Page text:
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1 online resource (x, 312 pages) : illustrations, maps
Chapel Hill : University of North Carolina Press, ©2010.
|| Includes bibliographical references and index.
|| Part I. Migration in America -- Introduction: An overview of Protestant migrations, 1630-1865 -- The first frontier : Thomas Hooker and the New England Puritans -- Part II. The Protestant sojourner -- Migration and the new birth : Devereux Jarratt and the Anglicans of Virginia -- Ethnicity and mobility : Scotch-Irish Presbyterians in eighteenth-century America -- Land and family : the pietist migration to North Carolina in the late Colonial Period -- Reform and the missionary drive : Methodists in the Ohio Country -- Part III. Journeys of the pure -- The dissenters : Baptists and Congregationalists in a separatist world -- God's chosen sojourners : the inspirationists of Amana, Iowa -- An American exodus : Mormons and the westward trek.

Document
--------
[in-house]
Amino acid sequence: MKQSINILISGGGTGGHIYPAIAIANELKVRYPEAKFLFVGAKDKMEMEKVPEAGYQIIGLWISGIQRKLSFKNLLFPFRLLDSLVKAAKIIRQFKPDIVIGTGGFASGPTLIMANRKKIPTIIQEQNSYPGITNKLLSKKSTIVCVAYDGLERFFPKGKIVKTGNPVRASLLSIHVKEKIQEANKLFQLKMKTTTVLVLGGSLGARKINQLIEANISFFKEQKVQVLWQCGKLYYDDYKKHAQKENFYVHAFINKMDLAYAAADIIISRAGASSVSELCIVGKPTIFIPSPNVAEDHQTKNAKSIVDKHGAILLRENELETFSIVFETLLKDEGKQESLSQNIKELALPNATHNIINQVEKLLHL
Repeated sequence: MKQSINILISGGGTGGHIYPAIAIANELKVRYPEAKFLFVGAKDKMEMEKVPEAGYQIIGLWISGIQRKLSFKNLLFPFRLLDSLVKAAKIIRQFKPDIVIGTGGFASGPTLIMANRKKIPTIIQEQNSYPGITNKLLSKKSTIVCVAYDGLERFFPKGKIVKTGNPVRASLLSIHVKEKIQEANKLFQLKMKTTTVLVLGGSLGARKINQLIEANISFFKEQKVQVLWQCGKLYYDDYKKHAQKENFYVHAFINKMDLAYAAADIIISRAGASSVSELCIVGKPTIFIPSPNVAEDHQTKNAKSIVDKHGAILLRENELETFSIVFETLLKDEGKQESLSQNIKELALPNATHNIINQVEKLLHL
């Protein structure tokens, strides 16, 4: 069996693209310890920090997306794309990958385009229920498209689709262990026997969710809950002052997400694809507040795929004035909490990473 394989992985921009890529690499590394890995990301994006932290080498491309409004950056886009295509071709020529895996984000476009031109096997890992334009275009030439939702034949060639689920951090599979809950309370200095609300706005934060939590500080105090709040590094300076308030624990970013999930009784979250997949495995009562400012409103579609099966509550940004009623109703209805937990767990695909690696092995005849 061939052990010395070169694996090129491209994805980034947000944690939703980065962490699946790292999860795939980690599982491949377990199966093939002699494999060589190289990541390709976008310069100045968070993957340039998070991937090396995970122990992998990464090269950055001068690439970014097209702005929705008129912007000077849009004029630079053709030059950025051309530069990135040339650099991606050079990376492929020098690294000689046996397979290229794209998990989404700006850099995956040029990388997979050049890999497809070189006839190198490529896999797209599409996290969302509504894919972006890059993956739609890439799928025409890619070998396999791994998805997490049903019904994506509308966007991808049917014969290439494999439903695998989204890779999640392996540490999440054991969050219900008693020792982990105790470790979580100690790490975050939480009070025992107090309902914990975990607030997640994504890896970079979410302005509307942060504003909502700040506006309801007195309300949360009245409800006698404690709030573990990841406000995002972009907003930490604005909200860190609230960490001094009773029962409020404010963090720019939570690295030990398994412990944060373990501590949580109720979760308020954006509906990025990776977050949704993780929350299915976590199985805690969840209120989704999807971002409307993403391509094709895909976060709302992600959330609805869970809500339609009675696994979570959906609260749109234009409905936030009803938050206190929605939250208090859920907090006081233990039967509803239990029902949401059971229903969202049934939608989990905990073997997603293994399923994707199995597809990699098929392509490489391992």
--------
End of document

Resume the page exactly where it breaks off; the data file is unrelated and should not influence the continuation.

|| Popular literature and frontier studies stress that Americans moved west to farm or to seek a new beginning. Scott Rohrer argues that Protestant migrants in early America relocated in search of salvation, Christian community, reform, or all three. He examines the migration patterns of eight religious groups and finds that Protestant migrations consisted of two basic types: migrations motivated by religion, economics, and family (including Puritans, Methodists, Moravians, and others)and groups wanting to escape persecution or harassment (Mormons and Inspirationists). He concludes that the two m.